In 2003, an elite high school in Miensk was closed down for teaching a “wrong version” of national history and for promoting Belarusian language, culture, and democratic values. The school was condemned by Lukashenka as a “nest of opposition.” One year later, the authorities shut down the European Humanities University, the leading private university in Belarus that provided a Western-style higher education.
All first-year college students are required to take a course on “State Ideology,” whose syllabus was drafted by Lukashenka himself. Middle and high school students also have ideology classes, where they are shown films portraying Lukashenka as the Father of the Nation.
Young People are Denied Freedom of Choice:
All graduates of state universities are required to work for two years in locations and fields decided by the government, or must pay back the entire cost of their education. Students are often sent to work in the still-polluted Chernobyl Zone and are paid miserable salaries. Students refusing to follow state assignments have been denied their diplomas.
All political activities, debates or meetings with pro-democratic candidates are forbidden at universities. This year, students were forced to sign election petitions for Alexander Lukashenka prior to taking their exams. In an address at Belarusian National Technical University, the Minister of Education, Mr. Radkov called on the country’s students not to allow themselves be deceived by the democratic opposition and urged them to vote for the incumbent head of state. Finally, four young activists of the country’s leading independent election monitoring effort were arrested by the KGB and are currently imprisoned.
The state’s youth policy has made an impact on young people. Lukashenka is Europe’s longest serving head of state. A new generation of Belarusians, who are now 18 to 21 years old, have grown up with Lukashenka and do not know anything other than his regime. These youngsters do not necessarily support Lukashenka, or even respect him, but they also do not believe that anything can be changed, or that their voices and aspirations matter. Increasingly, the country’s best and brightest young people are choosing to leave Belarus (80 percent of those who leave Belarus to work abroad are students). Others have retreated into “inner emigration,” focusing on underground subcultures such as video-gaming and religious cults.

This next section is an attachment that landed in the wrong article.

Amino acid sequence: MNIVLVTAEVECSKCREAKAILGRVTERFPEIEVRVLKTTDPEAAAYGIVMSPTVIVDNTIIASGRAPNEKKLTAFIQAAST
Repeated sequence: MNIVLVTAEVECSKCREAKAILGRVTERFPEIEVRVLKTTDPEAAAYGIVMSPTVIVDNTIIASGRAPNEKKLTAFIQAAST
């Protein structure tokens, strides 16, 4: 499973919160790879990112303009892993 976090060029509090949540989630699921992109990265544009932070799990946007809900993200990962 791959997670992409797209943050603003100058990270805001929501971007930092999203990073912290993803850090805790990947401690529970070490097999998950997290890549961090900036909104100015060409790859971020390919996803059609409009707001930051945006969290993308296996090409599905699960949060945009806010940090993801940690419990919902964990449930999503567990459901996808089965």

But Mr. Chairman, despite attempts to establish a monopoly over the minds of young people and cultivate a fear of punishment for any act of disobedience, the authorities cannot isolate them from the rest of democratic Europe. Young people in Belarus want to be free and many are struggling for their freedom. Youth are clever and creative; they are using modern technology to bypass the regime and openly express their opinions. On Internet forums such as studenty.by, thousands of students gather daily to discuss political, social, cultural, and educational issues. Denied the right to publish, my magazine was transformed into the first compact-disc edition in Belarus and, using this new format, will continue its mission to inform and activize young people. Young activists in Independence Square used their cellphones to send text messages and pictures to the international community informing them about the peaceful demonstrations of March 2nd. Numerous youth groups continue their civil society activities despite increasing repression, and are working to inform and mobilize young people to take part in the March 19th elections. Echoing two youth mobilization campaigns, they say “Enough!” to Lukashenka and wear their jeans proudly as a symbol of freedom. Thousands of young people are meeting and supporting Milinkevich.
These young people, the future leaders of Belarus, need our and your assistance. I would like to offer three recommendations which should be a priority for helping youth in my country:
- As an editor, I know that young people are desperately seeking objective information about Belarus and the outside world. Support for independent youth publications should be continued. More assistance should be provided to alternative forms of media, which appeal to youth, such as the Internet and broadcast mediums, such as crossborder radio with a strong focus on youth.
- As Lukashenka attempts to isolate Belarus, we must keep the world open for young people through study abroad and exchange programs, so that they can see Europe and America, compare it with reality at home, and tell others about life in the West.
- Finally, we must continue to help those brave young people who are involved in the democratic movement. Their civil society efforts should continue to be supported, no matter what will happen on or after March 19th. In particular, we must assist students and young people who will lose their jobs, be expelled and otherwise be repressed for their pro-democratic activities. Legal and humanitarian support is a sign of solidarity. We cannot let them suffer on their own.
Mr. Chairman, the demographics of Belarus tell us that time is on our side. The older, sovietized generation that forms the bedrock of Lukashenka’s support is passing away. I ask you to stand with the pro-democratic young people who are the future leaders of Belarus.